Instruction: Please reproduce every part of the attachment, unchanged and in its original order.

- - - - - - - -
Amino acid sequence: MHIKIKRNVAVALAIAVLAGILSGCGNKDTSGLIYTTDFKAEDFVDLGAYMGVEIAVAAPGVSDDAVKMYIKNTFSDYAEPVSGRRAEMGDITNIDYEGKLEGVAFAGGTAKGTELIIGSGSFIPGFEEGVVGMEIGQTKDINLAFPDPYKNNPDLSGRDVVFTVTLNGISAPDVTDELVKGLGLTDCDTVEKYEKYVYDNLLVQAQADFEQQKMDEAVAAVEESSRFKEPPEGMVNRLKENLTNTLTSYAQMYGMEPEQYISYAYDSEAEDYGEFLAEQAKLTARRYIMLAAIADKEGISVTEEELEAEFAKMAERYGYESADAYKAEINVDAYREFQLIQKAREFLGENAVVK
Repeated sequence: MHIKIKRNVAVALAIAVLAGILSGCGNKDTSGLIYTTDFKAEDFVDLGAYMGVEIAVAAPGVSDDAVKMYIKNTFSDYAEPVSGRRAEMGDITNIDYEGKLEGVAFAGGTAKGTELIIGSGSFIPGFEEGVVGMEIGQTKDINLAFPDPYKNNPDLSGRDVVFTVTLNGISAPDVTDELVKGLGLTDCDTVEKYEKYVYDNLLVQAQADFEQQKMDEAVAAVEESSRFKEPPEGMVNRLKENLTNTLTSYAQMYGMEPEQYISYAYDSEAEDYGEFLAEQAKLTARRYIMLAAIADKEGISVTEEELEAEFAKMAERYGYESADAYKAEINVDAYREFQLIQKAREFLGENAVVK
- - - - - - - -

Amino acid sequence: MHIKIKRNVAVALAIAVLAGILSGCGNKDTSGLIYTTDFKAEDFVDLGAYMGVEIAVAAPGVSDDAVKMYIKNTFSDYAEPVSGRRAEMGDITNIDYEGKLEGVAFAGGTAKGTELIIGSGSFIPGFEEGVVGMEIGQTKDINLAFPDPYKNNPDLSGRDVVFTVTLNGISAPDVTDELVKGLGLTDCDTVEKYEKYVYDNLLVQAQADFEQQKMDEAVAAVEESSRFKEPPEGMVNRLKENLTNTLTSYAQMYGMEPEQYISYAYDSEAEDYGEFLAEQAKLTARRYIMLAAIADKEGISVTEEELEAEFAKMAERYGYESADAYKAEINVDAYREFQLIQKAREFLGENAVVK
Repeated sequence: MHIKIKRNVAVALAIAVLAGILSGCGNKDTSGLIYTTDFKAEDFVDLGAYMGVEIAVAAPGVSDDAVKMYIKNTFSDYAEPVSGRRAEMGDITNIDYEGKLEGVAFAGGTAKGTELIIGSGSFIPGFEEGVVGMEIGQTKDINLAFPDPYKNNPDLSGRDVVFTVTLNGISAPDVTDELVKGLGLTDCDTVEKYEKYVYDNLLVQAQADFEQQKMDEAVAAVEESSRFKEPPEGMVNRLKENLTNTLTSYAQMYGMEPEQYISYAYDSEAEDYGEFLAEQAKLTARRYIMLAAIADKEGISVTEEELEAEFAKMAERYGYESADAYKAEINVDAYREFQLIQKAREFLGENAVVK